I don't remember where and when but my mind reminds me of a publication in which airbus was saying that was going to programme the autotrim of the airbus to give a slight nose down input so that the elevator, the part of the tail where the 90% of the vibrations come from, was always under a constant load and it would not vibrate. At least this is what comes in my mind.. :8

Eric Janson
27th Sep 2010, 07:50
I've had similar vibration problems inflight with a number of older A320's.

It was bad enough to spill drinks in the aft galley.

Vibration could be eliminated by disconnecting the A/P and setting rudder trim to zero. When A/P was on the rudder would trim and vibration would return.

Source was the rudder actuators which wear with age allowing a small amount of play causing the vibration.

Even after the rudder was identified as the source of the problem the Engineering department still wanted vibration reporting forms filled out :ugh::ugh:

Took several months to fix.

ampclamp
27th Sep 2010, 10:10
Hi eric , that is a poor maintenance response.Vibration to that degree with a positively identified source should have been dealt with much much quicker.Scary stuff.

forget
27th Sep 2010, 10:30
Extensive thread from last year.

http://www.pprune.org/archive/index.php/t-385214.html

From PJ2.

I learned later that it was a known issue by Airbus and that another large US carrier had had experience and it was even written up in Airbus' larger "industry issues" publications they used to distribute. Why our maintenance people or flight ops people had so much trouble finding out what it was, was a mystery. The fix was as stated here - replace worn elevator bushings, and, using a special tool, bias the elevators "down" by half a degree (if I recall). The fleet problem disappeared overnight.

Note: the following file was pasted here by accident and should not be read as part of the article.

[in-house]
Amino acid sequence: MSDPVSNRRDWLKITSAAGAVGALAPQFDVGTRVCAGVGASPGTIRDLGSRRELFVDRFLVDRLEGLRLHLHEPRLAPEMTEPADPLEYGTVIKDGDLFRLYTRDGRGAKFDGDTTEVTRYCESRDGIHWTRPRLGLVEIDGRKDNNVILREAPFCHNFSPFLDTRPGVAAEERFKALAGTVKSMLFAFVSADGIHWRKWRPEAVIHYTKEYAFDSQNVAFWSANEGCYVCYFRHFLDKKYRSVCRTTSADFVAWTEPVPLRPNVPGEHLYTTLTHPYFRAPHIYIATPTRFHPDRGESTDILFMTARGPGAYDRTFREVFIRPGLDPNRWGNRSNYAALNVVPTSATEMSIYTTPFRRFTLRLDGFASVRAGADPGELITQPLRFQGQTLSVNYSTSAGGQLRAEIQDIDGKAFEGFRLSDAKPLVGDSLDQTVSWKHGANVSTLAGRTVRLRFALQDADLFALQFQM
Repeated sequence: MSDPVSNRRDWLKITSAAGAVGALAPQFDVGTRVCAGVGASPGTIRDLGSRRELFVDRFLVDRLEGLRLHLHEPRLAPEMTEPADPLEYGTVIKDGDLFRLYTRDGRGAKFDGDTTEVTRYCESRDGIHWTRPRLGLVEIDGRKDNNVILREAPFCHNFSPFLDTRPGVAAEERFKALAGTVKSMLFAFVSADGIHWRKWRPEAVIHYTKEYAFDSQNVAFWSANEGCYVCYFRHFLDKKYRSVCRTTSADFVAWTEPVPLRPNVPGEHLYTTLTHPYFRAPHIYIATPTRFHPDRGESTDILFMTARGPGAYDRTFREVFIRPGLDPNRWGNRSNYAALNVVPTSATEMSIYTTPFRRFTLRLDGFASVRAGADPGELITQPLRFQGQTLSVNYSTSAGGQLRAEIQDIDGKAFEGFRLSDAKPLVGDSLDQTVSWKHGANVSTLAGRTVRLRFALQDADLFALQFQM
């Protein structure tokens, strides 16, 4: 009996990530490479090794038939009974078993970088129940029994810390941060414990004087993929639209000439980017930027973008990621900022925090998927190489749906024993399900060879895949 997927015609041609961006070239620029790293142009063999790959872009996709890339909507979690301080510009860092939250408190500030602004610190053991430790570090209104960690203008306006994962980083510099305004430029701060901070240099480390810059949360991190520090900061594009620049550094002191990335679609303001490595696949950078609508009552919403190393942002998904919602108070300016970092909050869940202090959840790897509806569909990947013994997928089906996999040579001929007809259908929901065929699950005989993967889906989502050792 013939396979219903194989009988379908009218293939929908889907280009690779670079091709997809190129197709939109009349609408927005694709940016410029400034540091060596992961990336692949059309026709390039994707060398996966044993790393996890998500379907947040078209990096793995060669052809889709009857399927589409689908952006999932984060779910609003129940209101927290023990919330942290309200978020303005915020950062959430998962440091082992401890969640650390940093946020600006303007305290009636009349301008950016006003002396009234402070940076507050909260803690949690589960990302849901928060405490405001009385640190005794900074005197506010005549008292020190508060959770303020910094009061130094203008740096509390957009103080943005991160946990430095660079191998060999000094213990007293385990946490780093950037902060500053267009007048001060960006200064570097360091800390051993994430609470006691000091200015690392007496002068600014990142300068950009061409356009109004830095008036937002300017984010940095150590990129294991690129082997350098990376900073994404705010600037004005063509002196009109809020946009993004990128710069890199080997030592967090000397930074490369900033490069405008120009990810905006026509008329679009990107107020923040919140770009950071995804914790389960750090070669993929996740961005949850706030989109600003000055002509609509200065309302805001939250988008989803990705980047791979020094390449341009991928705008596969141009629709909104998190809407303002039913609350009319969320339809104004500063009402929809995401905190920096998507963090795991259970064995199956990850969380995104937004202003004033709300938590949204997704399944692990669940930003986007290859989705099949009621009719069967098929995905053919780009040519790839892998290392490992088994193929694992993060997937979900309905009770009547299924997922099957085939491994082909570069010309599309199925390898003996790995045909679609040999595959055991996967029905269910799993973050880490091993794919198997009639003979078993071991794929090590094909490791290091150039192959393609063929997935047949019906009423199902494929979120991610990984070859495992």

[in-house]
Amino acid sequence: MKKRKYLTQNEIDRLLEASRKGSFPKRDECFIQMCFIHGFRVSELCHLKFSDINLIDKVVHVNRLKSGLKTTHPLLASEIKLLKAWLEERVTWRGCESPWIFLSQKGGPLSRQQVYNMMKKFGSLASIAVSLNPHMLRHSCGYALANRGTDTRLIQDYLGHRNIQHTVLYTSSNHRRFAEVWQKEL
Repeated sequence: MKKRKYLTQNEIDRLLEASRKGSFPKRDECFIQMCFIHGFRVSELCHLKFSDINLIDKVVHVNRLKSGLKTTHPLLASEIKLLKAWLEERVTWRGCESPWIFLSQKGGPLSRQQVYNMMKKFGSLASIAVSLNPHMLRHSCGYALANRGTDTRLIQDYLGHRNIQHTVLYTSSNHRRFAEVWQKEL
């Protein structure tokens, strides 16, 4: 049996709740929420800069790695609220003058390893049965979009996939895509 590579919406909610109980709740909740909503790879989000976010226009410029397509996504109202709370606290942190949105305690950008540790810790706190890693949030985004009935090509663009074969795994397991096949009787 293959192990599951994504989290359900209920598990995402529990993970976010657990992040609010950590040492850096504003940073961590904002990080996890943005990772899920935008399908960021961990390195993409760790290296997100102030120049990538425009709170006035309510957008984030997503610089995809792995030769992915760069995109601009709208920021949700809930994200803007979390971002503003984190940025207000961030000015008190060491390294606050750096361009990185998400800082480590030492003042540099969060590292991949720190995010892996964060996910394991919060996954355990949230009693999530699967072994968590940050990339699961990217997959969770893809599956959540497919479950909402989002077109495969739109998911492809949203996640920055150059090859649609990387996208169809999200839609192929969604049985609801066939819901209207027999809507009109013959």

rit
27th Sep 2010, 11:51
I had the same problem with some of A320 in my airline. They are very new aircraft (appx. 3 years) So I can say it s not only for old aircraft.

Springer1
27th Sep 2010, 16:02
"I don't remember where and when but my mind reminds me of a publication in which airbus was saying that was going to programme the autotrim of the airbus to give a slight nose down input so that the elevator, the part of the tail where the 90% of the vibrations come from, was always under a constant load and it would not vibrate. At least this is what comes in my mind.. http://images.ibsrv.net/ibsrv/res/src:www.pprune.org/get/images/smilies/nerd.gif"


bio161 you are correct. My company which has a very large Airbus fleet, did an intensive investigation with Airbus and this was the corrective action. Little vibration problems since.

Lotetu
27th Sep 2010, 17:56
You can try to switch off one FAC at a time.

grounded27
28th Sep 2010, 09:30
Heard manual rudder input helped, sounds like a design flaw, wonder if the wing is sending dirty air over the tail at certain air speeds/air density? Any load on the tail (be it rudder) may help to load and stabilize. Bearings on the elevator with current spec's should not be an issue..

Beeline
28th Sep 2010, 15:47
Friction keeps me in a job thankfully.

Bearings in both the Rudder and Elevators still wear regardless of actions taken by Airbus.

Selecting a bit of rudder trim takes up the null slack in the eye end bearing/ actuator connections to the main fittings of the rudder, if of course it is not another cause.

Control surfaces in non-fly-by wire aircraft have all hydraulic PCAs powered at the same time. We are therefore able to react one actuator slightly against another at null by a slight tweak when rigging the surface . This takes up the backlash preventing flutter and/ or vibration.

Airbus does not have this luxury with active and damping actuators, only one is in control at one time, hence tweaking the elevator actuators slightly down reacts against the air-load; in essence the other actuator as above, taking up the backlash.

With this in mind the bearings do tend to wear quicker on the Airbus, why is anybodies guess?